"Most callers never left Zanzibar, which means they posed no threat of reintroducing the Malaria parasite...About 12 percent did leave the islands, but most of those only visited relatively safe Dar es Salaam, and usually for just one or two days at a time. However, a few hundred residents made trips to regions of western and southern parts of Tanzania, where as many as 40 percent of the residents have the malaria parasite."

Zanzibar has made huge advances against malaria in the past decade; however, those advancements may be reversed by reintroduction. Tanzania, including distant areas that are infected with malaria, must reduce malaria transmission in order to keep infections in Zanzibar low. With concerted effort across Tanzania, the country may eliminate malaria from within its borders.


University of Florida. "Cell Phone Records Used to Predict Spread of Malaria." ScienceDaily 17 December 2009. 17 December 2009 .

Saturday, December 5, 2009


Small bands of males chased game through the savannahs. Females dug along the forest edges for roots, and searched the bushes for edible berries. Humans lived in isolated groups, which constantly moved in search of better subsistence. Then around ten thousand years ago, human settlements sprouted in the plains. Flocks grazed in pastures and humans tended their fields. This social transition "from hunting to agriculture brought permanent settlements, domestication of animals, and changes in diet. It also brought new infectious diseases, in what scientists call an 'epidemiologic transition'" (University).

"Another of these" epidemiologic "transitions came with the Industrial Revolution. Infectious diseases decreased in many places while cancer, allergies and birth defects shot up" (University). Changes to the environment, including shifts in the variety and type of species in a location, cause the emergence of new diseases or the resurgence of old diseases that were once rare.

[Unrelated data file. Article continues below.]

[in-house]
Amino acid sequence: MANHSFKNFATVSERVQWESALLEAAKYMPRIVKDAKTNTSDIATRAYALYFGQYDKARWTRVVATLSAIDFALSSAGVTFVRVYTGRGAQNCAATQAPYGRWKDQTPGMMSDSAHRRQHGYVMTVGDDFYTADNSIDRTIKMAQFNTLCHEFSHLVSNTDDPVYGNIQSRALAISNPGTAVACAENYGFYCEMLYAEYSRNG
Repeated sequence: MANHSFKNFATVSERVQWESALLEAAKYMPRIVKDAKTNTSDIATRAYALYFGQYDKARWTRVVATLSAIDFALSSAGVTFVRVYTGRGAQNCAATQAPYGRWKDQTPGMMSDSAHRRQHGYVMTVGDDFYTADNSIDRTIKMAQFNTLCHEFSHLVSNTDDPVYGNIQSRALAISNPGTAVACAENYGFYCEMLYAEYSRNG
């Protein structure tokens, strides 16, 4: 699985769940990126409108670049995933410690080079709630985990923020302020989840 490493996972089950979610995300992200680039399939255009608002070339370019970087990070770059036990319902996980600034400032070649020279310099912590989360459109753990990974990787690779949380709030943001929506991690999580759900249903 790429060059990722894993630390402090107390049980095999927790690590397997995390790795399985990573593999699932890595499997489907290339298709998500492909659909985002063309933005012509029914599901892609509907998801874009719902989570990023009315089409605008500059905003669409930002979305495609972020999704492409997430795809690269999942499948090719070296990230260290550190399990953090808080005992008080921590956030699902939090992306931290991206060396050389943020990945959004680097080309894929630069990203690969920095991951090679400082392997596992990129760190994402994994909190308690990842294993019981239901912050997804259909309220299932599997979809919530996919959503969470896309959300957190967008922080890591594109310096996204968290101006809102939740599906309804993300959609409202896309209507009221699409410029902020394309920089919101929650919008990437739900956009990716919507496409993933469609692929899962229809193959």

"Now, it seems, another epidemiologic transition is upon us. A host of new infectious diseases -- like West Nile Virus -- have appeared. And infectious diseases thought to be in decline -- like malaria -- have reasserted themselves and spread" (University). Humans across the globe are falling victim to malaria, an ancient infectious disease, which was once considered to be limited to isolated tropical regions.

According to Pongsiri, a scientist conducting research on the resurgence of infectious disease, the studies "show that emergence or reemergence of many diseases is related to loss of biodiversity." She asserts that this disturbing trend is "not just case-study specific". "Something is happening at a global scale" (University). For example, it is now known that malaria rises and spreads from deforestation. The clearing of forests results in changes to the watershed, including the creation of reservoirs where malaria-carrying mosquitoes can breed. Elevation in regional temperature due to pollution or deforestation can increase the potential habitat of the mosquitoes, causing the disease to spread.

"It is new to think about biodiversity -- and therefore, species and land conservation -- as integral to public health. Until recently, almost no epidemiologists, nor medical schools, were framing questions of human infectious disease prevention in terms of, say, habitat structure, promoting genetic diversity in non-human species, or protecting animal predators as ecosystem regulators. Human diseases, goes the conventional thinking, are best understood and treated by looking at humans."

"Now there is the beginning of a movement to bring epidemiology and ecology together," says Pongsiri.

More info: